I am pleased to announce Microsoft have made some improvement to Reporting Services (SSRS), in the upcoming version of SQL Server 2016 CTP2. With the new acquisition of Datazen and advances in Power BI, SSRS seemed to be falling behind – both in terms of functionality and look and feel.
In the Preview version of SQL Server 2016, the following features have been announced or improved:
· Built-in R Analytics.
· Improved DPI in Report Builder.
· Reporting Services Subscriptions.
Within the SQL Community, there has been a lot of talk around some of the existing SSRS functionality being improved and made more modern. As SQL Server 2016 CTP2 has only been public for a couple of weeks, not all SSRS features are yet available. The below are expected to be in the full release, although they have yet to be officially announced.
· New Parameter Panel, chart types and design.
· Power View included in SSRS.
· Mobile BI.
Improved DPI in Report Builder
DPI (Dots per Inches) on new devices make rendering reports very difficult in the current version of SSRS. Although these devices have high DPI, this means that more pixels need to be drawn and the display can look very small. SSRS 2016 will be able to handle high DPI, without distorting reports.
1. Windows 8.1 DPI Scaling Enhancements.
a. Optimizing the usability and readability of high-DPI displays.
b. Empowering developers to optimize app-specific scaling based on display DPI.
2. High DPI and Windows 8.1.
Reporting Services Subscriptions
The following changes have been made to the Reporting Services subscriptions, depending on native SSRS mode and SharePoint.
Native and SharePoint:
1. Subscription description.
a. Include a description of the report as part of the subscription properties. The description is included on the subscription summary page.
2. Change subscription owner.
a. Starting with the SQL Server 2016 Community Technology CTP2 release, you can change subscription owners using the user interface or script. This helps when carrying out routine tasks e.g. when users leave or change roles in your organisation.
1. Enable and disable subscriptions.
a. User interface options to quickly disable and enable subscriptions. Disabled subscriptions can be easily re-enabled.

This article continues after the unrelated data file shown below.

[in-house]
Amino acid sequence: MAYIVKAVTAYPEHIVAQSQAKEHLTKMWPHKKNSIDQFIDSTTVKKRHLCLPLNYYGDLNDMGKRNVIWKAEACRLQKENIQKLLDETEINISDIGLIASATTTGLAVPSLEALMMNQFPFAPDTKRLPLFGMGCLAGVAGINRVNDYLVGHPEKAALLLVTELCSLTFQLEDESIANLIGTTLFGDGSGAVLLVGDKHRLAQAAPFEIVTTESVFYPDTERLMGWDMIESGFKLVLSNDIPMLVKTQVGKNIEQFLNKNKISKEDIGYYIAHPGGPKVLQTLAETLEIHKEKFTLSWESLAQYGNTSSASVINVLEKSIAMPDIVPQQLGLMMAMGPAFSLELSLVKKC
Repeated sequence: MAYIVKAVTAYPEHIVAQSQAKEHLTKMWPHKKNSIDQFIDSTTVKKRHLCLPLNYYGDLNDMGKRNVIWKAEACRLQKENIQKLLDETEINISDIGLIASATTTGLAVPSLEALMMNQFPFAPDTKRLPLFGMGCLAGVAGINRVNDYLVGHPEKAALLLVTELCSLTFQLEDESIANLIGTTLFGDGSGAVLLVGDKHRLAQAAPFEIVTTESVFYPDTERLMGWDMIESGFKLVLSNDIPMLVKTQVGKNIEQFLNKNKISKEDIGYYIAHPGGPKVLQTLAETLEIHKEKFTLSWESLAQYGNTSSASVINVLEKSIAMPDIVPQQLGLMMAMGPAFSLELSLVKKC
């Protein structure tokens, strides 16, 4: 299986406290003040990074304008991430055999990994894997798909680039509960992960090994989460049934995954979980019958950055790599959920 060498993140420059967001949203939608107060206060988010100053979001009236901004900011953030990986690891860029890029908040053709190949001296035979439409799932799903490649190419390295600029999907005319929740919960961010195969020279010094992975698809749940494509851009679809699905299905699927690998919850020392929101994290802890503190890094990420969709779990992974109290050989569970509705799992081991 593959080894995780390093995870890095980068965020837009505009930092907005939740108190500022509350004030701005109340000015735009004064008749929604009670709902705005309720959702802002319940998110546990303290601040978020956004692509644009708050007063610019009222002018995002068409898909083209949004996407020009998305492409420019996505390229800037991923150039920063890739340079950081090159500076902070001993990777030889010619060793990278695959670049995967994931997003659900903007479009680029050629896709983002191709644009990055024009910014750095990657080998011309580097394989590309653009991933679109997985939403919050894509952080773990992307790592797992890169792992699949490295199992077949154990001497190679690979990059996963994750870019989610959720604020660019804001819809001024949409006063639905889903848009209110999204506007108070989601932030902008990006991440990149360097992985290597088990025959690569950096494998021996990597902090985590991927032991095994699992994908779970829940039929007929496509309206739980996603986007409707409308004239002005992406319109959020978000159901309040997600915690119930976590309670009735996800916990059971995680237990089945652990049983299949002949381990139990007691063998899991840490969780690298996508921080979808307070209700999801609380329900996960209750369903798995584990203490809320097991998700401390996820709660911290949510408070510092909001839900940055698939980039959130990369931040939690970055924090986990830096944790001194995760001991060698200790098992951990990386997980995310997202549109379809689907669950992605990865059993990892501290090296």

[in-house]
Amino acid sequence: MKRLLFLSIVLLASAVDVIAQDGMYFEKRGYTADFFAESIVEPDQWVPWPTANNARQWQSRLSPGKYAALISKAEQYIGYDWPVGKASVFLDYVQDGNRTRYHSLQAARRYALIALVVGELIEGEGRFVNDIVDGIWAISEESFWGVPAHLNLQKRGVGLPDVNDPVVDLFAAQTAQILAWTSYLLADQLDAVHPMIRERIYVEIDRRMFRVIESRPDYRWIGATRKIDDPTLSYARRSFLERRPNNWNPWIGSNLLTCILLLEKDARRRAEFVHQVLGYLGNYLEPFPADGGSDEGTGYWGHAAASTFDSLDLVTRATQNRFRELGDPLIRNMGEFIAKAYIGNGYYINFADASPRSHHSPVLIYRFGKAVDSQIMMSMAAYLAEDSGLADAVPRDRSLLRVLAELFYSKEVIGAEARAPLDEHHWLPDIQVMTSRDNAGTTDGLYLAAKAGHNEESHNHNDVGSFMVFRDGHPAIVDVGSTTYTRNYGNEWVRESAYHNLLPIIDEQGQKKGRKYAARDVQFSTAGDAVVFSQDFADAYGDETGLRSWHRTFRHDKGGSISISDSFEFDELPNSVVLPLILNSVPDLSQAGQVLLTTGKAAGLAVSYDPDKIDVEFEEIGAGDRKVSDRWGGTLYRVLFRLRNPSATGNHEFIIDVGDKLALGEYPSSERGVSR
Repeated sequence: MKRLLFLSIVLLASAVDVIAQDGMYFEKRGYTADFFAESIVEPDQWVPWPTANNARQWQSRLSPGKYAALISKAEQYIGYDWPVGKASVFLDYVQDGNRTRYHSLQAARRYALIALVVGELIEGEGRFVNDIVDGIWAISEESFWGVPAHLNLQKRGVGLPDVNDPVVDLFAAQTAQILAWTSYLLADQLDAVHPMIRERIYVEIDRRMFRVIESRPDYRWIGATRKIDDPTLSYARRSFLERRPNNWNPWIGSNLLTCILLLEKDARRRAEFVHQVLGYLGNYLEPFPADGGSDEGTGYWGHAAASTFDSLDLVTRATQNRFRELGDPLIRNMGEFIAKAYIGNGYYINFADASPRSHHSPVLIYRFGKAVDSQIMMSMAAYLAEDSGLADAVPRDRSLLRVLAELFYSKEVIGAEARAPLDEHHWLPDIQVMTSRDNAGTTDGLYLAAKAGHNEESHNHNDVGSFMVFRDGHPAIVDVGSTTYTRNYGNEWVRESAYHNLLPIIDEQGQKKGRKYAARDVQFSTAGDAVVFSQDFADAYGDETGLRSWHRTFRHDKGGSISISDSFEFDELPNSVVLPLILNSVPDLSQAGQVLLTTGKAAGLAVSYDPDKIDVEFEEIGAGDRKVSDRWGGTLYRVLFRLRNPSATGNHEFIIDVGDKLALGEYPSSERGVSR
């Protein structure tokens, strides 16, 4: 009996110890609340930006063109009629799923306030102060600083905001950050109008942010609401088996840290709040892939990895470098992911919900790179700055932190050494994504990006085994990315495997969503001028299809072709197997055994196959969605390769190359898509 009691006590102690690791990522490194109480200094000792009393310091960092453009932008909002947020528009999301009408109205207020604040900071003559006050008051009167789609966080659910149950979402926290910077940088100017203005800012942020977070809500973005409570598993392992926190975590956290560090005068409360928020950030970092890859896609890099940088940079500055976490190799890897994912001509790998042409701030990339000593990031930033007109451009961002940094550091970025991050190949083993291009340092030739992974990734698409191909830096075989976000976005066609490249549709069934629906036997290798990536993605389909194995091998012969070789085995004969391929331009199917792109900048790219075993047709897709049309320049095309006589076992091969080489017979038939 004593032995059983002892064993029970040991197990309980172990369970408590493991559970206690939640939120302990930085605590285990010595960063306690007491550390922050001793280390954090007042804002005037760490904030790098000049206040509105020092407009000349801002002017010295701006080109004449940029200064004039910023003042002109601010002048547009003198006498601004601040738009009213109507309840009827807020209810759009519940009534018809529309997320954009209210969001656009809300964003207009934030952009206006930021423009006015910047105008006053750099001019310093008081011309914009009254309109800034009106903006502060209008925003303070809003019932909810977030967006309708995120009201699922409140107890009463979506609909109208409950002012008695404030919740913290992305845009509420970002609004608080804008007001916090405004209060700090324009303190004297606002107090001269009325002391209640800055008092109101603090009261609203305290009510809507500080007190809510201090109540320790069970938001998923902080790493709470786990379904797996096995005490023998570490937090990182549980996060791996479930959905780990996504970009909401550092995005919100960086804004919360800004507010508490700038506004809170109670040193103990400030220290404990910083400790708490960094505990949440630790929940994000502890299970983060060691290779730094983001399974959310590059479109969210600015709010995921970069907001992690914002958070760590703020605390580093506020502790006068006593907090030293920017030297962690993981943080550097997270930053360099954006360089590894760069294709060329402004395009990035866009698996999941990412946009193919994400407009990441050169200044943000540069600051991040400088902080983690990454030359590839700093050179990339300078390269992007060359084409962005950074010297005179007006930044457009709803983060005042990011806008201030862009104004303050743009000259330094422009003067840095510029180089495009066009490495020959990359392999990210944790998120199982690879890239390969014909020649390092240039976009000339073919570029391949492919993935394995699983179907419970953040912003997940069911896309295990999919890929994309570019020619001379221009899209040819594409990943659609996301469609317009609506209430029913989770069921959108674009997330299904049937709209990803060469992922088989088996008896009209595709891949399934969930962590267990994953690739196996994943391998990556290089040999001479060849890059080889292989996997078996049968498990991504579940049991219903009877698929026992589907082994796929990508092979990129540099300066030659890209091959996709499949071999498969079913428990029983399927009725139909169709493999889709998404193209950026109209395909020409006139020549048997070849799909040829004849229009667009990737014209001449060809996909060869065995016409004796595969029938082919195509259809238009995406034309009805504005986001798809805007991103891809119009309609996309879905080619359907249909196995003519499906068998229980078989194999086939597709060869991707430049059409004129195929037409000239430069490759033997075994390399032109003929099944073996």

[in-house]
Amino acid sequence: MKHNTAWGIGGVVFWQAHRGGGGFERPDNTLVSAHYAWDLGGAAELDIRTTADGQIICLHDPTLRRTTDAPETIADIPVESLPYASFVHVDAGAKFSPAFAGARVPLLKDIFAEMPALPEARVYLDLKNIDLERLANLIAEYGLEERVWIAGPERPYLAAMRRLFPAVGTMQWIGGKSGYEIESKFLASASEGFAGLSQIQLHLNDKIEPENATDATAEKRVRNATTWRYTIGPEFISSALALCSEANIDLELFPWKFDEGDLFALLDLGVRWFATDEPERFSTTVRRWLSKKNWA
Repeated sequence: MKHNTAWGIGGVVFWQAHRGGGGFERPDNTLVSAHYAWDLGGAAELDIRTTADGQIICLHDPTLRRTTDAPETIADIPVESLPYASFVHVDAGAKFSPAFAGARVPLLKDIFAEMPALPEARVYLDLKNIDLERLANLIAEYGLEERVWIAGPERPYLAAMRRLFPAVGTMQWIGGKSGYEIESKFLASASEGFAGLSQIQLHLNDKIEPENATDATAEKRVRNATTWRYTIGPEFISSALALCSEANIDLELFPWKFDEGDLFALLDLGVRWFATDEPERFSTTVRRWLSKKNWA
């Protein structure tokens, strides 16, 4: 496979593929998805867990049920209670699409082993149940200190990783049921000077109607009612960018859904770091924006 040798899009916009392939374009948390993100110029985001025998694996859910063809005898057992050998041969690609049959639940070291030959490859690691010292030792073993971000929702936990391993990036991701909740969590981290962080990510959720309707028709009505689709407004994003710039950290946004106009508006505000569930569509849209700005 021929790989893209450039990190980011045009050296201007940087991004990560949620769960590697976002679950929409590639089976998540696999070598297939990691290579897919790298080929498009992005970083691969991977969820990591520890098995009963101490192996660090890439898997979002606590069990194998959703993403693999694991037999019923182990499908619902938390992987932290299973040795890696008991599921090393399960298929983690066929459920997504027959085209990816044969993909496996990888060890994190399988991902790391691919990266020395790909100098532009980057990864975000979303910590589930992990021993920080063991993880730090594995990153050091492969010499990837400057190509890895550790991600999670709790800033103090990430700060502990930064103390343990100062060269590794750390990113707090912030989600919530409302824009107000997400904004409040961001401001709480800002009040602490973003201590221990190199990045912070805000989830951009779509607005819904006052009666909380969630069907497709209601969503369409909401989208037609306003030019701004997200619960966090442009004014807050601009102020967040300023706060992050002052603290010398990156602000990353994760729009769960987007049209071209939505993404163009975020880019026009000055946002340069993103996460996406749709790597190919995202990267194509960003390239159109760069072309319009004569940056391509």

2. Shared credential for file share subscriptions. Two workflows now exist with Reporting Services file share subscriptions:
a. Reporting Services administrator can configure a single file share account, which is used for one to many subscriptions.
b. Configure individual subscriptions with specific credentials for the destination file share.
Built-in R Analytics
The enables Data Scientists to use R scripts to plug into SSRS reports. R is a very powerful analytical tool that can cluster data and create powerful trending capabilities.
1. Previously integrating R with SSRS involved an unofficial plug in (to Visual Studio) from Codeplex. To download the add-in, click here. I have also provided a link to Jen Underwood’s blog, found under ‘References’.
2. New built in R component will enable Data Scientists to interact and tests R scripts in a transactional environment.
3. Create SSRS reports referencing R scripts.
New Parameter Panel, Chart Types and Design
According to Gilbert Quevauvilliers, SSRS will undergo quite an overhaul in SQL Server 2016. Some of the improved features include:
1. Parameters panel will be more interactive and respond in a similar way to the Slicers in Excel.
2. New chart types being provided, similar to the ones in Power BI.
3. HTML to replace Silverlight, which will ensure reports can render in the most used browsers. Rendering speeds will also increase.
Power View included in SSRS
The talk on Social Media sites (like twitter) is that Power View will be added to SSRS 2016 CTP3. This could give the following benefits:
1. Almost any data source will plug in to SSRS.
2. Better, more modern chart types – improving user analysis.
3. Potentially the ability to write native M into an SSRS report.
SQL Server 2016 will support Mobile BI and data visualisation. The devices currently supported are Windows, iOS and Android devices.
1. Users can now visualise and interact with data more easily, without additional charge.
2. Ability to connect to enterprise data sources and use Active Directory for user authentication.
3. Deliver live data updates on mobile devices and personalise data queries for different users.
For more information on all of the new SSRS SQL Server 2016 features, the below resources/blogs are highly recommended.
· Official Microsoft Page -
· Gilbert Quevauvilliers BI blog –
· Matt Landis Blog -
· Jen Underwood’s R in SSRS Blog -